2. Once you have got you binding tacked, go back and do your true seam line. I do not join ends until after I've done the true seam, joining before may cause your binding to not lay properly at that point since the seam will be 1/8th (or more) off.

In the lower picture on the right, you can certainly see the extra bulk that is sticking out, I used a 2" binding on this particular quilt so all of that bulk is not going to have anywhere to go if I don't trim it.

3. I like to square off from the true seam which is usually 1/4", this will vary depending on the width of your binding and personal taste.

There is really no tricks here except measure twice and cut once ;) .

4. Start turning your binding over, I usually pull one edge and two corners over so I have control of the binding and it's not flopping or wrapping in odd places. You can give it a light press with an iron or pin it in place. I've also occasionally used hair snap clips to help keep it turned over with wider bindings, otherwise I don't pin as I like to have complete control over where the binding is going to exactly go, select the stitch you are going to use. We are not using a straight stitch, you are going to want a stitch that is adjustable in width and looks nice when sewn also make sure the stitch is going to the right. Break out a practice scrap and test the stitches you like in at least 2" lengths so you can get a good view of what it will look like on your binding.

5. Line up your binding against the true seam line, it is important not to cover the seam, here I may use a pin or two just to get started, depending on how my binding is going to act. It helps if your binding is lightly starched, a starched binding tends to lay better.

6. Line up the seam line with your needle and place in the down position. A little trick that I use to get my stitch width correct is to use the hand wheel to see where my stitch will land on the binding.
You want the stitch to fall just over the outer edge, no wider than 1/8". If your stitch is too large it is going to really show.
Thread color is important too, you don't want a visibly contrasting thread. I used the white thread specifically for this tutorial so you could see where my seam lines are, for the actual stitching I used the brown thread that I had quilted this quilt with as it will fade into the background of the blue binding and not be significantly different on the back.
- A quick tip: Don't use a small stitch length, stitches that are too close together will look bulky and messy. I wouldn't go lower than 2.5, I usually use 3.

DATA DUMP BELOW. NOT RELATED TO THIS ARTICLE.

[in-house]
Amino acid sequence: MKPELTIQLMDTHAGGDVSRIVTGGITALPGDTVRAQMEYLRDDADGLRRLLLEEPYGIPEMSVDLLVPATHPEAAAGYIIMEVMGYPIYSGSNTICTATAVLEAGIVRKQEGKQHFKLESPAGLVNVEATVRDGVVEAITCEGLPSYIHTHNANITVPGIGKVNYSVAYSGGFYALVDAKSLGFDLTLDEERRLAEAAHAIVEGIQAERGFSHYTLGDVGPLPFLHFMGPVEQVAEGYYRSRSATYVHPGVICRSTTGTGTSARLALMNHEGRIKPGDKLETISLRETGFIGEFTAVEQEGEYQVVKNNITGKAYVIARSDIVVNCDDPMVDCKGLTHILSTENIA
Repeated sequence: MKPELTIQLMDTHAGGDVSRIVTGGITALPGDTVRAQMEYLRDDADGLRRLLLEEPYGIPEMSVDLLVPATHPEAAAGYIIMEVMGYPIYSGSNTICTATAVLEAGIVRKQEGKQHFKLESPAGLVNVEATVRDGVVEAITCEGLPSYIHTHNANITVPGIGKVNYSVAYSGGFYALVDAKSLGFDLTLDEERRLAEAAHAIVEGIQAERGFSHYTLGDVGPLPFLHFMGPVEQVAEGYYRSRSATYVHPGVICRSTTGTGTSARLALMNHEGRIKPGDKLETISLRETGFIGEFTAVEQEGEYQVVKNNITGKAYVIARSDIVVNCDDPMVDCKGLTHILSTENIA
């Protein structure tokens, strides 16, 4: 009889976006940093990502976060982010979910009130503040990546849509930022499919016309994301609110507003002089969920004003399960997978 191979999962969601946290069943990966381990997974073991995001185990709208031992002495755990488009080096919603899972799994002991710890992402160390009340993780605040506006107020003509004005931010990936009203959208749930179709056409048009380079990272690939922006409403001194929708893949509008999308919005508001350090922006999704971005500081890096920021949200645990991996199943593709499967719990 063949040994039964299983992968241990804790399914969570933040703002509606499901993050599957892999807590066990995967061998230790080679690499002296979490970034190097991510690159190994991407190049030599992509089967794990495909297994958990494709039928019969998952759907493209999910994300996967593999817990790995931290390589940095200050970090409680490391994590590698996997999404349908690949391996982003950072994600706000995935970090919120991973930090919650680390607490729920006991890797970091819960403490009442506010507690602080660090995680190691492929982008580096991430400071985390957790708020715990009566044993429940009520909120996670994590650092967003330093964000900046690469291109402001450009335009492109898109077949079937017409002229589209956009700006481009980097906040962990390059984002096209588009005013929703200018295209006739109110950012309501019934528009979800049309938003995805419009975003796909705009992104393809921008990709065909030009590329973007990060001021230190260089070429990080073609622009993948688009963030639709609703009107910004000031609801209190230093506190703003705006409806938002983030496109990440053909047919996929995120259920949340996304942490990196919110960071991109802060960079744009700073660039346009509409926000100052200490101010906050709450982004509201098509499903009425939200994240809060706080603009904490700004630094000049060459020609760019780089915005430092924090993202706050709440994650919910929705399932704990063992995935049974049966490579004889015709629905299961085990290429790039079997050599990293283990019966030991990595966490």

7. Start to stitch slowly, you will be able to go faster once you are more comfortable but you definitely do not want to go pedal to the metal here. It is important you stop and readjust your binding as needed. Perhaps every 3 or 4 inches so it stay's nicely aligned with the seam.

-Corners: Sorry I forgot to take a picture but this is fairly simple, don't stitch to far into your corner.  I stop a stitch or two before the seam line for the next edge then I align my binding for the corner against the seam line again and make 1 or 2 stitches, you  don't want to go to far in, basically just enough so the corner is tacked down. With the needle in the down position pivot, you may have to adjust your quilt so your needle is falling on the new seam line properly, don't worry about that, it's a tiny adjustment and that won't be noticeable.  Continue binding in the same manner until you've completed your binding... Your done!

-Quick note: If the join seam of your binding is a little loose, try to stretch out your quilt so it doesn't pucker.
Your stitch line should fall right on top of the binding in the back.

A couple of issues that I usually come across:

Pulling the binding too tight

If you are pulling the binding too hard, the stitch line will end up on the back of the quilt rather than on the binding.
This is not a deal breaker, it will not be noticeable unless the quilt is looked at minutely, the fix for this is to slow down so you are stitching in a straight line and trim the edge if the binding won't wrap properly.

Not enough of a pull on binding
If you have a stitch line going to high up into the binding, it usually means there is a smaller amount of bulk in that area or your true seam is off a bit. This one is hard to fix especially when using cheaper battings.  If you want to pull it a little more taut, there is the risk of ending up with a puff either on the front or back.  Most often for me it's because I am zoning out and not paying attention to my stitching.
Definitely not a deal breaker either unless you are planning on sending it to show.

I am off for the night, Merry Christmas and a Happy New Year, see you in 2013!!!



  1. Glad to hear the good news about your mother.
    Loved the binding tutorial. Also watched the video from the link that you provided...was amazed to see the use of glue. Will have to watch it again...there were a few things that Sharon Schamber did quite differently.Thanks for sharing.

  2. I do many of my quilt bindings the same way as you. Its easy and yes, stretching the binding will not improve the look of the finished binding.